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LONGINUS (~50 CE)
Transcript of LONGINUS (~50 CE)
"On Height" or "On the Sublime"
A Rhetoric teacher
Written as private a letter to a patron
Not published until Renaissance c. 1554
Part of "grand style"
What is the Sublime (
"Sublimity is a kind of eminence or excellence of discourse. It is the source of the distinction of the very greatest poets and prose writers and the means by which they have given life to their own fame" (347)
Exerts invincible power & force
Exerts controllable influence
A result of a "whole context"
A result of single passages
Dependent on the "right moment"
Exhibited at any time
Dr. Martin Luther King's speech at Western Michigan University (Dec 18th, 1963).
Delivered 3 April 1968, Mason Temple , Memphis, Tennessee. Shot and killed the next day.
To understand what the sublime IS....
let's look at what it certainly ISN'T.
sound like the stuff this idiot says.
Because it makes people feel like this.
Bad Style #1: Turgidity
Swollen, distended diction and confused imagery to sound "inflated"
Bad Style #2: Peurility
Pedantic, over-worked prose that aims at originality but ends up with the affectation of an adolescent with a new toy
Bad Style #3: Pseudo-Bacchanalian
Use of florid, emotional imagery when in fact there is nothing emotional about the subject
Good Will Hunting
How do we produce the sublime?
Painting: Caspar David Friedrich,
Wanderer above the Sea of Fog
, 1817, a typical representation of the 19th century sublime
The sublime makes an audience feel "elevated and exalted" and filled with "joy and pride," it comes upon them all at once in a moment, it makes a "strong and ineffaceable impression on the memory," is "impossible to resist," and contains must "food for reflection." (350)
Creating the sublime requires:
The power to conceive great thoughts
Strong and inspired emotion
Figures of thought and figures of speech
Dignified and elevated word arrangement
"A structure whose cohesion depends upon their mutual relations." (354)
"You wheel up one impressive unit after another to give a series of increasing importance" (354)
, not mere quantitative
(Not mere aggregation, but balanced parts of a whole)
"When enthusiasm and emotion make the speaker
what he is saying and bring it
before his audience." (356).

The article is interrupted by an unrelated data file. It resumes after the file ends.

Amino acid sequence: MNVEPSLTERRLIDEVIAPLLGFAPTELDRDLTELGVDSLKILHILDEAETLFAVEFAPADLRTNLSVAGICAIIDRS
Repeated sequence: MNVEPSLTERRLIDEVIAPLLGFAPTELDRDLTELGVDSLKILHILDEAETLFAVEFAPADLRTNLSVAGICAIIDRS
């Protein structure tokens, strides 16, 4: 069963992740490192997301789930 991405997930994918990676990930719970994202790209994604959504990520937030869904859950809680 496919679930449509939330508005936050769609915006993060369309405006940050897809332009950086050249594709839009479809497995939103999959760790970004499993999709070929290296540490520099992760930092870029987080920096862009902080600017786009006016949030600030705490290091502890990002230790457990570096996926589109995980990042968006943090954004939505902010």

(In poetry, aim is
, but in oratory, the aim is
which both "persuades" and "enslaves" hearer)
"The way of imitation [is] emulation of great writers of the past" (355)
(In all this there is no plagiarism. It resembles the reproduction of good character in statues and works of art)
Shuttle Challenger Disaster
6 / 3 / 1986
President Reagan's Response
"Oh! I have slipped the surly bonds of Earth
And danced the skies on laughter-silvered wings;
Sunward I’ve climbed, and joined the tumbling mirth
of sun-split clouds, — and done a hundred things
You have not dreamed of — wheeled and soared and swung
High in the sunlit silence. Hov’ring there,
I’ve chased the shouting wind along, and flung
My eager craft through footless halls of air....
Up, up the long, delirious, burning blue
I’ve topped the wind-swept heights with easy grace.
Where never lark, or even eagle flew —
And, while with silent, lifting mind I've trod
The high untrespassed sanctity of space,
- Put out my hand, and touched the face of God."
John Gillespie Magee, Jr.
(9 June 1922 – 11 December 1941) was an American aviator and poet who died as a result of a mid-air collision over Lincolnshire during World War II. He was serving in the Royal Canadian Air Force, which he joined before the United States officially entered the war. He is most famous for his poem
A similar effect was achieved by the lawgiver of the Jews - no mean genius, for he both understood and gave expression to the power of the divinity as it deserved - when he wrote at the very beginning of his laws - I quote his words - "God said" - what? - "'Let there be light.' And there was. 'Let there be earth.' And there was." ~ Longinus